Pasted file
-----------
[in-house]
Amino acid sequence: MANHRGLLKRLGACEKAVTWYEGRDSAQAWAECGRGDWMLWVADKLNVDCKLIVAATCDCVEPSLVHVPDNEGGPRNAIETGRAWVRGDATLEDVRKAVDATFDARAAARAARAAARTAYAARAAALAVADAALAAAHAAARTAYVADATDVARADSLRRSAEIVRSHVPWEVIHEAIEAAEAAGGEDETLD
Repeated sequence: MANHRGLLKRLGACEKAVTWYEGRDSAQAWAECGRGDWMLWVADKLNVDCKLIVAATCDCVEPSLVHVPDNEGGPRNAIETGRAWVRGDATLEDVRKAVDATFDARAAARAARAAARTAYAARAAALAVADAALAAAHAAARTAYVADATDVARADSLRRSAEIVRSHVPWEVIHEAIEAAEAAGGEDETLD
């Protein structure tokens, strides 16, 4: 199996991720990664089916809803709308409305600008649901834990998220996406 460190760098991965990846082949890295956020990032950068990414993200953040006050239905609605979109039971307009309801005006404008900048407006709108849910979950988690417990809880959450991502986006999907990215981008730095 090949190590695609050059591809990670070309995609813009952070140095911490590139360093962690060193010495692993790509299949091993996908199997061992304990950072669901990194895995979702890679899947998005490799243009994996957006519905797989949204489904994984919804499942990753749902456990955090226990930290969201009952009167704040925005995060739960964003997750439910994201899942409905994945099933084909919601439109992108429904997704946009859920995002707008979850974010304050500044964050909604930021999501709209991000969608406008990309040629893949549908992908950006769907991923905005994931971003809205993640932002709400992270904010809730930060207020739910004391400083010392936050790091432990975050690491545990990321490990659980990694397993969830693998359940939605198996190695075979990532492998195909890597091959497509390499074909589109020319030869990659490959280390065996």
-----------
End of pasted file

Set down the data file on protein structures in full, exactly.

[in-house]
Amino acid sequence: MANHRGLLKRLGACEKAVTWYEGRDSAQAWAECGRGDWMLWVADKLNVDCKLIVAATCDCVEPSLVHVPDNEGGPRNAIETGRAWVRGDATLEDVRKAVDATFDARAAARAARAAARTAYAARAAALAVADAALAAAHAAARTAYVADATDVARADSLRRSAEIVRSHVPWEVIHEAIEAAEAAGGEDETLD
Repeated sequence: MANHRGLLKRLGACEKAVTWYEGRDSAQAWAECGRGDWMLWVADKLNVDCKLIVAATCDCVEPSLVHVPDNEGGPRNAIETGRAWVRGDATLEDVRKAVDATFDARAAARAARAAARTAYAARAAALAVADAALAAAHAAARTAYVADATDVARADSLRRSAEIVRSHVPWEVIHEAIEAAEAAGGEDETLD
């Protein structure tokens, strides 16, 4: 199996991720990664089916809803709308409305600008649901834990998220996406 460190760098991965990846082949890295956020990032950068990414993200953040006050239905609605979109039971307009309801005006404008900048407006709108849910979950988690417990809880959450991502986006999907990215981008730095 090949190590695609050059591809990670070309995609813009952070140095911490590139360093962690060193010495692993790509299949091993996908199997061992304990950072669901990194895995979702890679899947998005490799243009994996957006519905797989949204489904994984919804499942990753749902456990955090226990930290969201009952009167704040925005995060739960964003997750439910994201899942409905994945099933084909919601439109992108429904997704946009859920995002707008979850974010304050500044964050909604930021999501709209991000969608406008990309040629893949549908992908950006769907991923905005994931971003809205993640932002709400992270904010809730930060207020739910004391400083010392936050790091432990975050690491545990990321490990659980990694397993969830693998359940939605198996190695075979990532492998195909890597091959497509390499074909589109020319030869990659490959280390065996």